Plus, see an exclusive image of the Joker from the R-rated animated thriller

After 28 years, Alan Moore’s Batman: The Killing Joke graphic novel is finally getting the R-rated movie adaptation it deserves, and EW has the exclusive announcement of when fans can get their hands on the Blu-ray and digital HD editions of the animated film.

Warner Bros. tells EW the deluxe edition and combo pack Blu-ray of Batman: The Killing Joke will be released on Aug. 2, though digital retailers will begin selling the digital HD version of the film on July 26. In addition to two 22-minute episodes from The New Batman Adventures and Batman: The Animated Series, the deluxe edition and combo pack versions will include two featurettes: Madness Set to Music, a documentary which chronicles the creation of the film’s storyboards and original score, and Many Shades of the Joker: The Tale of the Killing Joke, a making-of short that explores the distinct style of the graphic novel. Fans who purchase the combo pack Blu-ray edition will also receive a limited edition figurine of the Joker.

Based on Moore’s 1988 graphic novel of the same name, Batman: The Killing Joke traces the rise of the Joker from his early days as a struggling stand-up comic and eventual evolution into the Clown Prince of Crime. Batman is tasked with saving a Gotham City icon after the Joker kidnaps Commissioner Gordon and subsequently tortures him at a dilapidated amusement park. The Killing Joke also introduces Barbara Gordon, the Commissioner’s daughter, as Batgirl.

Actors Kevin Conroy and Mark Hamill reprise their roles of Batman and the Joker, respectively, after previously lending their voices to the characters across several titles in the animated Batman universe, including video games (Batman: Arkham Knight) and the Justice League animated TV series. Ray Wise (Twin Peaks, RoboCop) voices Commissioner Gordon, and Tara Strong (Teen Titans) plays Barbara Gordon. Justice League vs. Teen Titans helmer Sam Liu directs from a script written by Eisner Award-winner comic book writer Brian Azzarello (100 Bullets, Wonder Woman).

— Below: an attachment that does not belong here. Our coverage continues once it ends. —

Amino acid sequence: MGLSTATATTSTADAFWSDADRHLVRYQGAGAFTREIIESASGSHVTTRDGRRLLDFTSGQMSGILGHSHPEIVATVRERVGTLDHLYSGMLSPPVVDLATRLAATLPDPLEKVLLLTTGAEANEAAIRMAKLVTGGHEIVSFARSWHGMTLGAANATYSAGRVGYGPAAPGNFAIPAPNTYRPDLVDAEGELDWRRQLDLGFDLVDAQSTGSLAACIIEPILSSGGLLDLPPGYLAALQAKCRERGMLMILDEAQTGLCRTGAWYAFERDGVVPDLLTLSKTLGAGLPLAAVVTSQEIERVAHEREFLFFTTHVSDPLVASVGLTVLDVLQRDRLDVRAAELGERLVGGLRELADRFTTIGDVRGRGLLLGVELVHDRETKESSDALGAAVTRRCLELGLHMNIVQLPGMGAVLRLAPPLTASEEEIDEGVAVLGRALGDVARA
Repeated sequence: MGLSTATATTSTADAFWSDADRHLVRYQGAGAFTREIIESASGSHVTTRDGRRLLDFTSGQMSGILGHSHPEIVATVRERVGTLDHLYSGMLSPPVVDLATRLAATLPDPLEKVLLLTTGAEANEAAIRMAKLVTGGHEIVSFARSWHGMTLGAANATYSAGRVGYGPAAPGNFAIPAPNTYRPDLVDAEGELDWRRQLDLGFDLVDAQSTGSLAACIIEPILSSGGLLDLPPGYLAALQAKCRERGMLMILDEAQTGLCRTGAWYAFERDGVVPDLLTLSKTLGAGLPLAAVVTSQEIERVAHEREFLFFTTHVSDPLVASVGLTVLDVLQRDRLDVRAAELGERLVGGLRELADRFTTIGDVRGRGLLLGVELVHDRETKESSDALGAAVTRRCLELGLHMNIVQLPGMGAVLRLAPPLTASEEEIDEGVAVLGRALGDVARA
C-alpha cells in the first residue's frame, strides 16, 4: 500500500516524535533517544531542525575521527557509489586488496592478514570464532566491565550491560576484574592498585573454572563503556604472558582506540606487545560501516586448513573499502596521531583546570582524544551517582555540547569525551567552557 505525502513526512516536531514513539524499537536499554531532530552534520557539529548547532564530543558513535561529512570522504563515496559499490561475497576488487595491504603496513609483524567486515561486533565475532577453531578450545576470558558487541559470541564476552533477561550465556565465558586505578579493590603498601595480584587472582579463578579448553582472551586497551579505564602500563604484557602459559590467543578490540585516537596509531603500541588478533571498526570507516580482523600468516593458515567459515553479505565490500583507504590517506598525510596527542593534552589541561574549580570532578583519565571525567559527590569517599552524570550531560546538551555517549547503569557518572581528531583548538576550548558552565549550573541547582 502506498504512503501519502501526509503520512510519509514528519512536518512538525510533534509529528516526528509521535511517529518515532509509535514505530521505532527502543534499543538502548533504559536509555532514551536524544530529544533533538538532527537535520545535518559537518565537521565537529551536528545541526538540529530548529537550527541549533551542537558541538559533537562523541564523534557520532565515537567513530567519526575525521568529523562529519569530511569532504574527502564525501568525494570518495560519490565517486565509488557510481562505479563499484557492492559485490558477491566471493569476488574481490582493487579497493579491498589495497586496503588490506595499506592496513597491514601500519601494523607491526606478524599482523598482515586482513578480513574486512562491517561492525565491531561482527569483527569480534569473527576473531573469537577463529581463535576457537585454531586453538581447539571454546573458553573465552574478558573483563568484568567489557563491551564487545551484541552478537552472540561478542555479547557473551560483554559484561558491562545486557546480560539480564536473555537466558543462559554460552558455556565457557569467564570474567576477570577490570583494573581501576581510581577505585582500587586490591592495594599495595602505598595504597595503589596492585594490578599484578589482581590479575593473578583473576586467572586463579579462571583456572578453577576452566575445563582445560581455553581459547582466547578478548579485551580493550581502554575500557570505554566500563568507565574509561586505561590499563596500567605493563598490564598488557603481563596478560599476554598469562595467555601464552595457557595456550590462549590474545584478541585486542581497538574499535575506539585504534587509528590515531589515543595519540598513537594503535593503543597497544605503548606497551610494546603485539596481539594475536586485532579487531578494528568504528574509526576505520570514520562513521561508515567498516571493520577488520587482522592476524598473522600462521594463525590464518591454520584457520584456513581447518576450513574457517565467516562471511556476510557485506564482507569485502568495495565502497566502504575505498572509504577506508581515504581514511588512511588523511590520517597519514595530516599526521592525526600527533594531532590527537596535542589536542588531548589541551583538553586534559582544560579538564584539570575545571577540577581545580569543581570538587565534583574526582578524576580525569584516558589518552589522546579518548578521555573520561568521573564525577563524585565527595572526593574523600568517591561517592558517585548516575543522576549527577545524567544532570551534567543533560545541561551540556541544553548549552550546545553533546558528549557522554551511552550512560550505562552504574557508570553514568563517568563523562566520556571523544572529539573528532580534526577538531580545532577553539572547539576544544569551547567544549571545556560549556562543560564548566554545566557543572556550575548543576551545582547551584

Batman: The Killing Joke presents, for the first time, one of the most compelling stories in the annals of Batman’s adventures: the evolution of the Joker from normalcy to criminal insanity, in all its graphic presentation as an R-rated animated film,” Mary Ellen Thomas, Warner Bros. Home Entertainment Vice President, Family & Animation Marketing, said of the project in a statement. “Warner Bros. Home Entertainment is proud to release Batman: The Killing Joke as an authentic representation of its revered story for both longtime fans and new fans alike.”

Despite its popularity, Moore’s original comic book has received criticism for its treatment of Barbara Gordon. She is left paralyzed by the Joker after a series of sadistic acts done unto her, and critics have gone as far as to label the work misogynist. Moore himself commented on the treatment of Barbara Gordon in an interview with Wizard Magazine (via HitFix) in 2006: “I asked DC if they had any problem with me crippling Barbara Gordon — who was Batgirl at the time — and if I remember, I spoke to Len Wein, who was our editor on the project… [He] said, ‘Yeah, okay, cripple the b—-.'” he said. “It was probably one of the areas where they should’ve reined me in, but they didn’t.”

Check out an exclusive image of the Joker above, and watch the full trailer for Batman: The Killing Joke in the video below.

Batman: The Killing Joke
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